|Jmol-3D images||Image 1|
| (what is: / ?)
Except where noted otherwise, data are given for materials in their standard state (at 25 °C (77 °F), 100 kPa)
5,7-Dihydroxytryptamine (5,7-DHT) is a purported neurotoxin used in scientific research to decrease concentrations of serotonin in the brain. The mechanism behind this effect isn't well-understood, but many believe (without clear substantiation) that it selectively kills serotonergic neurons, in a similar way that 6-hydroxydopamine (6-OHDA) is used to kill dopaminergic cells. What is known is that this compound is in fact not selective in depleting serotonin content, but also depletes norepinephrine. To selectively deplete serotonin stores, it is commonly administered in conjunction with desmethylimiprimine (desipramine), which inhibits the norepinephrine transporter.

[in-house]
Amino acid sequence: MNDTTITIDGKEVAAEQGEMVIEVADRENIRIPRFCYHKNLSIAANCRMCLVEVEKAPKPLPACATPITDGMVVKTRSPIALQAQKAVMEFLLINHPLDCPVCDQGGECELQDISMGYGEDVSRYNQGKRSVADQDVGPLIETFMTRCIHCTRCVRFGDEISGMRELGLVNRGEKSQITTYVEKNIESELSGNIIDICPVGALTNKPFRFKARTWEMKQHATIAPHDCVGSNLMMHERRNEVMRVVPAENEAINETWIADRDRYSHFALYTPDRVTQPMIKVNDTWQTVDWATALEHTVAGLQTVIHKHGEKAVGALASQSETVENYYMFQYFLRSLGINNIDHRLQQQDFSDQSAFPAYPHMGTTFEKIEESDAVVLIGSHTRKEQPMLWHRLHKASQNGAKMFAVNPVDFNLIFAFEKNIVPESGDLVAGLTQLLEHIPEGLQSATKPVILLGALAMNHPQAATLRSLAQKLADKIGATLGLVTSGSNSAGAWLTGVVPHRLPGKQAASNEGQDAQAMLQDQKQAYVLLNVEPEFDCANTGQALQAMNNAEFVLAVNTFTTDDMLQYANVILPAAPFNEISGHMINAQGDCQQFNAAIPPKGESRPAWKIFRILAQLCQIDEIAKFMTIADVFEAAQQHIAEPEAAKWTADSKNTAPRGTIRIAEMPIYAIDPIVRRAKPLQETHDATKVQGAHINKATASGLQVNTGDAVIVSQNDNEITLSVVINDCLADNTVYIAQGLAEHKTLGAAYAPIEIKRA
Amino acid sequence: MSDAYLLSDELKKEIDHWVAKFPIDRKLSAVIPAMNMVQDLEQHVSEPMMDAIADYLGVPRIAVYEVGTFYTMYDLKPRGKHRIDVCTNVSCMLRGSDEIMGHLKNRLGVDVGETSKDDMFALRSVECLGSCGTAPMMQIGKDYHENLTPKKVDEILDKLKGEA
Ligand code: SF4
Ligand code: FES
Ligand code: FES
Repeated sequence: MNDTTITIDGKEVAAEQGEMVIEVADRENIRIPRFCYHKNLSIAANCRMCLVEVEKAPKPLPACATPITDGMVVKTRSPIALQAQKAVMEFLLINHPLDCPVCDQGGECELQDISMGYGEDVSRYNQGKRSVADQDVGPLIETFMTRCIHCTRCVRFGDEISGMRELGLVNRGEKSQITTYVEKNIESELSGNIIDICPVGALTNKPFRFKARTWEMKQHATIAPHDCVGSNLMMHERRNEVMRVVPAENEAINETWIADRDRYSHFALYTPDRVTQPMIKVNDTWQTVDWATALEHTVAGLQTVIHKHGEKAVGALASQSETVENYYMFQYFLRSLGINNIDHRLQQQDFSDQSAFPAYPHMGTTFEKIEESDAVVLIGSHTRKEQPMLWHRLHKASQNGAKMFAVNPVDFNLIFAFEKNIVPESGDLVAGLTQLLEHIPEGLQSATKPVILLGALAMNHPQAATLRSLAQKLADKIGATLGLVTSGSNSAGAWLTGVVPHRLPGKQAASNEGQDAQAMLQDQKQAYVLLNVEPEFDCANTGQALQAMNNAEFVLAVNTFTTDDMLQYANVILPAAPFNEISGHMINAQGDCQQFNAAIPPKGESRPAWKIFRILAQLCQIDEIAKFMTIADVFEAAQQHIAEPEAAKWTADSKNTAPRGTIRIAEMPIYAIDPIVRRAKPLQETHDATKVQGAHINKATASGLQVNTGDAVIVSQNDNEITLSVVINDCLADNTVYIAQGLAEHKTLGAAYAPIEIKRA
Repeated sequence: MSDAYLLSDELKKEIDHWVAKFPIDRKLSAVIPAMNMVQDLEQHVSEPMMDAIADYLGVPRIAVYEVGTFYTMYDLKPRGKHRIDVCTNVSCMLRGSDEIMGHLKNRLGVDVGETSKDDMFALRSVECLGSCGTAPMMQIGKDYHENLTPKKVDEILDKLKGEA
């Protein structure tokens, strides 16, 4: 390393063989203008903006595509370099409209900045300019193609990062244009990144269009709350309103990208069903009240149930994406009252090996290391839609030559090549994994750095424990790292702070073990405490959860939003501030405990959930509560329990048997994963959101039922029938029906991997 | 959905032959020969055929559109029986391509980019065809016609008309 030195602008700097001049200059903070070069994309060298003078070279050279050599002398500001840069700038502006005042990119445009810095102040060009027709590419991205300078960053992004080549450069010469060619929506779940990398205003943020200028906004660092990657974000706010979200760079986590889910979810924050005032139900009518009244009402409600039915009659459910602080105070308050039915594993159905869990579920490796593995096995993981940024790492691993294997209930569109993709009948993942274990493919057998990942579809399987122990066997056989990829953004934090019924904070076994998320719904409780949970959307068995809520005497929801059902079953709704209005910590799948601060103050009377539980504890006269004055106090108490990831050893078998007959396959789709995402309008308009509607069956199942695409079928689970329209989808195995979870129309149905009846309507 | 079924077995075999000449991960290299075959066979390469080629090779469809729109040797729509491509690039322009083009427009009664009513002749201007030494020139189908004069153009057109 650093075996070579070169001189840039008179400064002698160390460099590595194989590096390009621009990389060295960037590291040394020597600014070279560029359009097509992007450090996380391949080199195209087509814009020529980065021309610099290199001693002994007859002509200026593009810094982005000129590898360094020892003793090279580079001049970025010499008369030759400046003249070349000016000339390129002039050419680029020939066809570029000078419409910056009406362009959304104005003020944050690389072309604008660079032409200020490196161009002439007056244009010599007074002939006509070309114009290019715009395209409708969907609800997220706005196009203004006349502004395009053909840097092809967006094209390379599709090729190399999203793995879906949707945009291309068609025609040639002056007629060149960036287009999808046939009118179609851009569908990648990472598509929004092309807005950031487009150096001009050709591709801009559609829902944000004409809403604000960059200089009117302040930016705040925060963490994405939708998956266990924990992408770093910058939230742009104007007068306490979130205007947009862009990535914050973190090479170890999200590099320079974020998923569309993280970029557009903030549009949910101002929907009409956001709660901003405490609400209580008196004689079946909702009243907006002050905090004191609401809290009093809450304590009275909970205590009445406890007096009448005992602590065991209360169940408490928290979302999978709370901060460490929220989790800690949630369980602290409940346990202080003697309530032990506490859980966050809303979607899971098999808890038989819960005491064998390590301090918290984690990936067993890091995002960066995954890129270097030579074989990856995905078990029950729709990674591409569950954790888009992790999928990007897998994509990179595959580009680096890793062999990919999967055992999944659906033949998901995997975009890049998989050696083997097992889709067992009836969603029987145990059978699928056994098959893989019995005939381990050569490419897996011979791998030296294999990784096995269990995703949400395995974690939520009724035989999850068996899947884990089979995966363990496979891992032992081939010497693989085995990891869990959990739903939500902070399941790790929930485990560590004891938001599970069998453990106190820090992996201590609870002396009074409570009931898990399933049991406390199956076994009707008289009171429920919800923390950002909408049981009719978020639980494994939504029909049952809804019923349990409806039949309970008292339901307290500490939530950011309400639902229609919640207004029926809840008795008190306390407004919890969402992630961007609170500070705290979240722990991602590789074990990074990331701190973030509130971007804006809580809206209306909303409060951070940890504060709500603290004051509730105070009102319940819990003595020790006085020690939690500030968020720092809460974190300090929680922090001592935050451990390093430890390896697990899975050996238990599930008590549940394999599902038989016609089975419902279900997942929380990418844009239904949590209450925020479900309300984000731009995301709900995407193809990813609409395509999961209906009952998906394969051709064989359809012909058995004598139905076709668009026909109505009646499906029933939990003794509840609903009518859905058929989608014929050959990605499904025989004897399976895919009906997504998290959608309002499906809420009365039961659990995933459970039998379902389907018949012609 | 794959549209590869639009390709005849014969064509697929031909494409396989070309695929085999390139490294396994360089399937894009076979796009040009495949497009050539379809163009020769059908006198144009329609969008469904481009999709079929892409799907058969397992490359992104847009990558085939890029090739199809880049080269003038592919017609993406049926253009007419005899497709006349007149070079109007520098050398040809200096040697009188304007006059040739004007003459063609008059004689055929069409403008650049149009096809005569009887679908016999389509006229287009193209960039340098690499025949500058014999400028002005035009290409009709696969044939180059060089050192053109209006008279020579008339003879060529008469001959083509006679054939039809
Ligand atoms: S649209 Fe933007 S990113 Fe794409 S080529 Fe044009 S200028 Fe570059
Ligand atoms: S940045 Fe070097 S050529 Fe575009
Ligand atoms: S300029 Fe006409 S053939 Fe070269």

- Cairncross, KD; Cox, B; Forster, C; Wren, A (1977). "The ability of local injection of 6-OHDA, 5,6-DHT and 5,7-DHT into the olfactory bulbs to mimic the effects of bilateral bulbectomy in the rat proceedings". British Journal of Pharmacology 61 (1): 145P–146P. PMC 1667625. PMID 912193.
- Liu, J; Chu, YX; Zhang, QJ; Wang, S; Feng, J; Li, Q (2007). "5,7-dihydroxytryptamine lesion of the dorsal raphe nucleus alters neuronal activity of the subthalamic nucleus in normal and 6-hydroxydopamine-lesioned rats". Brain Research 1149: 216–22. doi:10.1016/j.brainres.2007.02.052. PMID 17376410.
|This drug article relating to the nervous system is a stub. You can help Wikipedia by expanding it.|